Ellipses (…): An indecisive and flighty person. You lose your train of thought easily. You are a follower and like to let other people take the risks. You often misplace your keys or spend ten minutes looking for the glasses you’re already wearing.

Apostrophe (‘): You’re casual and carefree. You’re always the one who has random things in your purse or glove compartment that no one else would think to carry around but somehow you end up in situations where it’s a good thing you had that thumb-tack on you. You have lots of friends, usually without really trying. People just like you.

Quotation Mark (“): You aren’t very original. You tweet famous quotes a lot. You are nosy and like to gossip; mostly because you don’t have anything of substance to add of your own. People like to hang out with you for a coffee break but don’t really consider you a friend.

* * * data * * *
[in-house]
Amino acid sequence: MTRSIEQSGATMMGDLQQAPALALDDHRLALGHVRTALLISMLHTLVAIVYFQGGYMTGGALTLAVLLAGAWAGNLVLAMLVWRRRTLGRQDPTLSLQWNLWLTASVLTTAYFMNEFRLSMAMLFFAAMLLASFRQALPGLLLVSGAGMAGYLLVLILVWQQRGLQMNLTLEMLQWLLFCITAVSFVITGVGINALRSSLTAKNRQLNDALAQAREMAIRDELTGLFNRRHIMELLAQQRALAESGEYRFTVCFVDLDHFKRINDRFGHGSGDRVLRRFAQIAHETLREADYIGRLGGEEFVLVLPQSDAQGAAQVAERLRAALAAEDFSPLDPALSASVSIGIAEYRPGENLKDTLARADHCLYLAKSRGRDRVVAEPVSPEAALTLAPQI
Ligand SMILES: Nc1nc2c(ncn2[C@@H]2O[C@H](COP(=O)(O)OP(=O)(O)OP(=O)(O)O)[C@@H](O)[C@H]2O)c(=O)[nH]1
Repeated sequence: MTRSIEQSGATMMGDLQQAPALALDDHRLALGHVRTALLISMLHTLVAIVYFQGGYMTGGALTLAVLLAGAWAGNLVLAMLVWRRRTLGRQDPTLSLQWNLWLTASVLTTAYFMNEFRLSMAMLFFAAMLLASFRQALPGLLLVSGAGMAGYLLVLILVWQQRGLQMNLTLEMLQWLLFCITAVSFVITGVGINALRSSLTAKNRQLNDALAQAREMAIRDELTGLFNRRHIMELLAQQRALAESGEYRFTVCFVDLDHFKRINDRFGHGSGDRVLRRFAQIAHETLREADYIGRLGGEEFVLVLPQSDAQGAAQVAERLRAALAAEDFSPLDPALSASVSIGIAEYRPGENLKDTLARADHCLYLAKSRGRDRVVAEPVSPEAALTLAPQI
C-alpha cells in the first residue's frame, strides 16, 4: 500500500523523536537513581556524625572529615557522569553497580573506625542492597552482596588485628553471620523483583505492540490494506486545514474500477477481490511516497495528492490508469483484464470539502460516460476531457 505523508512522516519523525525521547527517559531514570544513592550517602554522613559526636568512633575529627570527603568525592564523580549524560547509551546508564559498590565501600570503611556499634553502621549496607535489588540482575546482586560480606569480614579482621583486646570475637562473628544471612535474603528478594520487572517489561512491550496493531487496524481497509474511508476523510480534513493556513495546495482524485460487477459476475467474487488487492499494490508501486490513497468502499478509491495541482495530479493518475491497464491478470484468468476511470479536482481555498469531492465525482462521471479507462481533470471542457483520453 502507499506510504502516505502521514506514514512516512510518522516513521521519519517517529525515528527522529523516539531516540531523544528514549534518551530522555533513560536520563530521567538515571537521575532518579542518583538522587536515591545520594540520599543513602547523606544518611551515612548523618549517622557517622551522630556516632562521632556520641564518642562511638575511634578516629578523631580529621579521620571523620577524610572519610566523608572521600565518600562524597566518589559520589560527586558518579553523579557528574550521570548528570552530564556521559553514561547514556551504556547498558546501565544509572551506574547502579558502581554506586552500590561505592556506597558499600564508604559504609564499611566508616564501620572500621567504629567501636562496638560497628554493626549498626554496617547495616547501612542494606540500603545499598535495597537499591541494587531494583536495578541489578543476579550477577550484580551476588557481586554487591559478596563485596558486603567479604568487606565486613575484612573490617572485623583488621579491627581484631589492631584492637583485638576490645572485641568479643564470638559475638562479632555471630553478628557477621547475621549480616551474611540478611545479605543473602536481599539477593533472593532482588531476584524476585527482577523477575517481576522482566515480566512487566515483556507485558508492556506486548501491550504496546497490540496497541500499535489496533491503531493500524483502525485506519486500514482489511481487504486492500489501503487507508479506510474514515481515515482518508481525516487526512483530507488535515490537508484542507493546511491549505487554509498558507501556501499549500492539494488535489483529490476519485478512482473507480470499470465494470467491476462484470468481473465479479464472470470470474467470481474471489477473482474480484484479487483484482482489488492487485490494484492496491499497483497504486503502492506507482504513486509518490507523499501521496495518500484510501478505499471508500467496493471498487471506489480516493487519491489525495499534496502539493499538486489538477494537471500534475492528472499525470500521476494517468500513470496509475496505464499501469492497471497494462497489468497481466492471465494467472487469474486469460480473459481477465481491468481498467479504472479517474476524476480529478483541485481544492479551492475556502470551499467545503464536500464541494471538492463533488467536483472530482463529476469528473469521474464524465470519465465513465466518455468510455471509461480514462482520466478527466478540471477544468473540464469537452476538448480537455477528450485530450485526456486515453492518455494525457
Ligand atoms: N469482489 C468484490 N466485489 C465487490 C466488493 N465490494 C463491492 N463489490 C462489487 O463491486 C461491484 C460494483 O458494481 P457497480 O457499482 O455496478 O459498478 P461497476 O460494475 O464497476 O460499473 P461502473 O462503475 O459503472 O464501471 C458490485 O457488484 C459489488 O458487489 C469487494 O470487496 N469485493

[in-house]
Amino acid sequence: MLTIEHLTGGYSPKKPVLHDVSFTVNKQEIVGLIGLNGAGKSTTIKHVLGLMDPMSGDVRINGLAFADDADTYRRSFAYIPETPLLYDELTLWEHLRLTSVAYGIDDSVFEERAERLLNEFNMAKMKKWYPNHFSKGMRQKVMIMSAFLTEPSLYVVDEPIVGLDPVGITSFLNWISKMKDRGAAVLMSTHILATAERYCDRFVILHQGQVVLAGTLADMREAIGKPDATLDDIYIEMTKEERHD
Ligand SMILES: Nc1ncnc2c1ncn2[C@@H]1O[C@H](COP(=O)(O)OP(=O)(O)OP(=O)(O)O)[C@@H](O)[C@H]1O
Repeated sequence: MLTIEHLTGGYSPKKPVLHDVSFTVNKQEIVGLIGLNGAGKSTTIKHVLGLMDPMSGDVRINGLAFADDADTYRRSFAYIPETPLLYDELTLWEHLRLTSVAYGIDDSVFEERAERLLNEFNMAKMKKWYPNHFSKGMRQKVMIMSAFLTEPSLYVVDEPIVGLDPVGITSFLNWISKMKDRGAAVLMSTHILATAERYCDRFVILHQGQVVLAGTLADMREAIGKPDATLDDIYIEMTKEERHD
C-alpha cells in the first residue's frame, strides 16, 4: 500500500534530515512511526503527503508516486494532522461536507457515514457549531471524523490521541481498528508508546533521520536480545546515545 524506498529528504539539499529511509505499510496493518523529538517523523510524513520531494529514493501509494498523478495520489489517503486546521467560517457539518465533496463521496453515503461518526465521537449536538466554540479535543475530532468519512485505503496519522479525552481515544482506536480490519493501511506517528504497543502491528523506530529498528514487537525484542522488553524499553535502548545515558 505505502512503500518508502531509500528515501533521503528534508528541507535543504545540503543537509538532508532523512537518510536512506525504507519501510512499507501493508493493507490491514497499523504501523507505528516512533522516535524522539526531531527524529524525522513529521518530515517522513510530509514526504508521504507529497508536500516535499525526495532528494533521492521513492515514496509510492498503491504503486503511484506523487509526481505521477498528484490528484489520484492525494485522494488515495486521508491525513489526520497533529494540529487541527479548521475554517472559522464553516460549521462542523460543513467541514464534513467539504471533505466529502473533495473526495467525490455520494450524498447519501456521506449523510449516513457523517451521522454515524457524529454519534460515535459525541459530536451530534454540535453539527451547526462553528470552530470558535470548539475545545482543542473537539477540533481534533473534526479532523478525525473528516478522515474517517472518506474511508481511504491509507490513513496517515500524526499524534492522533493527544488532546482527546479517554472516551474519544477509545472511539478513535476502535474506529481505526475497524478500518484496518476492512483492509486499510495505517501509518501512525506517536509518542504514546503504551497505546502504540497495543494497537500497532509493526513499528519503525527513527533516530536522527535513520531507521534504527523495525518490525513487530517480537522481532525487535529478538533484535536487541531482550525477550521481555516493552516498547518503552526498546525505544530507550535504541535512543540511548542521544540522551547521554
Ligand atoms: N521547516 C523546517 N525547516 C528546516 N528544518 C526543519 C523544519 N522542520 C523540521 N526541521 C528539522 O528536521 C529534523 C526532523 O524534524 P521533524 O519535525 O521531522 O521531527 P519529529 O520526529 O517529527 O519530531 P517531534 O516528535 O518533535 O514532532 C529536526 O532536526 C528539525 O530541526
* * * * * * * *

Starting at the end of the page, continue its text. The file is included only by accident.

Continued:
Slash (/): You’re a complicated and complex person. You can be secretive and have a hard time trusting people. You like to keep your options open. You’re the respectable housewife your friends will be shocked to see coming out of the S&M club.

Brackets ([ ]): You are snobbish and self-important. You are likely to use these to add “[sic]” to other people’s comments. You have no friends and probably have a “kick me” post-it on your back right now.

Asterisk (*): Nothing is ever final with you. You can justify anything and have an excuse for everything. You would make a good lawyer. People either find you entertaining, or really boring, because you know lots of random trivia.